NE activated β2-adrenergic receptors in EGFR-mutant NSCLC cells, such as H3255 or HCC827, with 1 or 10 µM NE for 24 hours and IL-6 secretion by enzyme-linked immunosorbent assay (ELISA) was significantly increased. High IL-6 levels in NSCLC patients were also associated with worse progression-frees survival. Smokers have higher concentrations of IL-6 than nonsmokers (10). In addition, IL-6 mRNA expression was increased after NE (10 µM) stimulation for three hours. Propranolol (B-AR inhibitor) blocked NE-induced IL-6. β2-adrenergic receptor activated cAMP signaling pathway through stimulation of adenylyl cyclase (Figure 1). It is plausible that the activation of Gs-coupled receptors by epinephrine stimulation increases LATS1/2 kinase activity, inhibiting YAP function as above commented (8) by phosphorylation of YAP at Ser 127 (18). Forskolin is an activator of adenylyl cyclase that results in increased cAMP production and YAP phosphorylation (8). Forskolin has also been seen to increase IL-6 similar to that induced by NE (10). Moreover, NE induced via PKC LKB1 Ser 248 phosphorylation, a modification that inhibits LKB1 function (10) (Figure 1). Furthermore, phosphorylation of Raf kinase inhibitory protein (RKIP) at Ser 153 by PKC triggers a switch from inhibition of Raf to inhibition of the G protein coupled receptor kinase 2 (GRK2), enhancing signaling by β-adrenergic receptor that activates PKA (19) (Figure 1). It is tempting to posit that the inhibition of GRK2 by RKIP2 can enhance KISS1/GPR54 since GRK2 has been reported to promote KISS1/GPR54 internalization via clathrin-coated pits (6). The new data shows that RKIP phosphorylated at Ser 153 by PKC inhibits GRK2, reducing down-regulation of the β-adrenergic receptor. β-adrenergic receptor, in turn, activates PKA, which then phosphorylates RKIP at Ser 51, leading to increased phosphorylation by PKC at Ser 153 (19) (Figure 1).

Therefore, activation of Gs-coupled receptors by epinephrine could maintain the Hippo pathway and YAP cytoplasmic retention while KPs could activate the YAP pathway via Gαq/11 coupled receptors that inhibit LATS1/2 kinases. The interplay of both neurotransmitters, epinephrine/NE and KPs, warrants further investigation as part of biopsy liquid analytes and investigation in cancer cell lines (Figure 1). The report by Gatti et al. (4) illuminates the need for further integrative studies to decipher the complex interplay between different signaling pathways.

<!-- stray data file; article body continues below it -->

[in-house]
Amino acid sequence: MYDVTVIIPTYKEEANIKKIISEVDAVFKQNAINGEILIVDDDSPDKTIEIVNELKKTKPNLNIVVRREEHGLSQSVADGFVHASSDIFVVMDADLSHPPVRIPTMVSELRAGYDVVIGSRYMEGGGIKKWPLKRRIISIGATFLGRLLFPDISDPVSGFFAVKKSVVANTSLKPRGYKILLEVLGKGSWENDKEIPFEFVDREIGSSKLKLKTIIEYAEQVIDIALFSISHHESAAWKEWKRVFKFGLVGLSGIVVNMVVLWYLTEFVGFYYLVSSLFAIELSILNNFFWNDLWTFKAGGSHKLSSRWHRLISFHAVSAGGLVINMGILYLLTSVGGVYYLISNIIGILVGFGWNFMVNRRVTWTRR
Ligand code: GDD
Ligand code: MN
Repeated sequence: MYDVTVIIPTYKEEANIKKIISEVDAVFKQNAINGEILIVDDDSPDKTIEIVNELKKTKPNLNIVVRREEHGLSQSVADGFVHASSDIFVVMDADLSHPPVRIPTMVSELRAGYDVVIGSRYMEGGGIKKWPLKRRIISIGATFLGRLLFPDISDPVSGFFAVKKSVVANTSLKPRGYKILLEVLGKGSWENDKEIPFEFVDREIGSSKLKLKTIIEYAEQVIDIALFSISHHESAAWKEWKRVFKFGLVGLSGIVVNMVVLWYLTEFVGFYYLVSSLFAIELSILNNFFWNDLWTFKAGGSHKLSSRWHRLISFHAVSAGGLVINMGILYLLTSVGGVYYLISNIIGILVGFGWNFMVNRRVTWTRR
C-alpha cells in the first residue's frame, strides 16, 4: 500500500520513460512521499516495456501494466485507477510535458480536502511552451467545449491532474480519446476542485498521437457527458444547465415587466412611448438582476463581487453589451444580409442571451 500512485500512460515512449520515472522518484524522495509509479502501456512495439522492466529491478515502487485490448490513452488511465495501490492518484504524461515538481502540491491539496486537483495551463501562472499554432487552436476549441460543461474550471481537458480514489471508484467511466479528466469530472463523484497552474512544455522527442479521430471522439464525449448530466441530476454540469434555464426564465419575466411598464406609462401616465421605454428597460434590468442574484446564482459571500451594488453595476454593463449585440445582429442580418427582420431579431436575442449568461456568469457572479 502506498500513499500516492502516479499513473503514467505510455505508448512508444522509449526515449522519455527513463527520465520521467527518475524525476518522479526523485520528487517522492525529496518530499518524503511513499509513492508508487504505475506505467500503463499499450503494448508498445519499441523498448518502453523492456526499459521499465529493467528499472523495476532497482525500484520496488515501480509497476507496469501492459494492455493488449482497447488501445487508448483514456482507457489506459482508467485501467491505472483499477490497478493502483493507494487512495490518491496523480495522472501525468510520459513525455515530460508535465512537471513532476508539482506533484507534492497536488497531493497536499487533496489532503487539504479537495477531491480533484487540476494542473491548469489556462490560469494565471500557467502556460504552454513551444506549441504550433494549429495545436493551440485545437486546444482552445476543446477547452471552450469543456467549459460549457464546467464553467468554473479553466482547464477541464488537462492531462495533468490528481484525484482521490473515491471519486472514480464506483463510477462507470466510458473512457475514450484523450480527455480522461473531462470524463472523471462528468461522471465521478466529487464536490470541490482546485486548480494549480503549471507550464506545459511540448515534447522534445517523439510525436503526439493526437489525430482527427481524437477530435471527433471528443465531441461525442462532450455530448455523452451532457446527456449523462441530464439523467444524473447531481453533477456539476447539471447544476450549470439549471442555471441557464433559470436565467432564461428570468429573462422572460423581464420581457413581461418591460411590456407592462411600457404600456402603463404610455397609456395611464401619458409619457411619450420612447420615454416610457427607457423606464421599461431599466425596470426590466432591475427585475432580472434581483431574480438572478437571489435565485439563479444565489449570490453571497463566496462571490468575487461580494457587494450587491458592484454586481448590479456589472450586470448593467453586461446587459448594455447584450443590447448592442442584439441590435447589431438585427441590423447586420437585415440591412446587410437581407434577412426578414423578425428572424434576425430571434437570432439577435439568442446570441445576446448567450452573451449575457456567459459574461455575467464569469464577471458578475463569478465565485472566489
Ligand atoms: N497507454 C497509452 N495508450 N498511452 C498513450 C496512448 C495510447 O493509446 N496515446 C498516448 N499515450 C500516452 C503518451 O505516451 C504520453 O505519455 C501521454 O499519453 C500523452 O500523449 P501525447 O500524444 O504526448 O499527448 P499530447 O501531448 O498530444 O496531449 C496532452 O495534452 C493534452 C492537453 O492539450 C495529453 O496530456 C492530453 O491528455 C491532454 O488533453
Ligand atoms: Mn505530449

It has recently been seen that a cell surface tumor suppressor, KIRREL 1, is involved in the Hippo pathway binding directly to Salvador 1 (SAV1) upstream of LATS1/2 (20,21) (Figure 1). A previous study using CRISPR screen in 3D cancer model identified KIRREL as a cancer driver in H23 (KRAS-mutant) and H1975 (EGFR-mutant) cells (22).


Funding: None.


Provenance and Peer Review: This article was commissioned by the editorial office, Translational Lung Cancer Research. The article did not undergo external peer review.

Conflicts of Interest: All authors have completed the ICMJE uniform disclosure form (available at RR serves as an Editor-in-Chief of Translational Lung Cancer Research. The other authors have no conflicts of interest to declare.

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Cite this article as: Rosell R, González-Cao M, Ito M, Jordan MM, Gómez-Vázquez JL, Chen JH, Aguilar A, Chaib I. Kisspeptins and norepinephrine regulate different G-protein-coupled receptor signaling pathways. Transl Lung Cancer Res 2022;11(8):1517-1521. doi: 10.21037/tlcr-22-494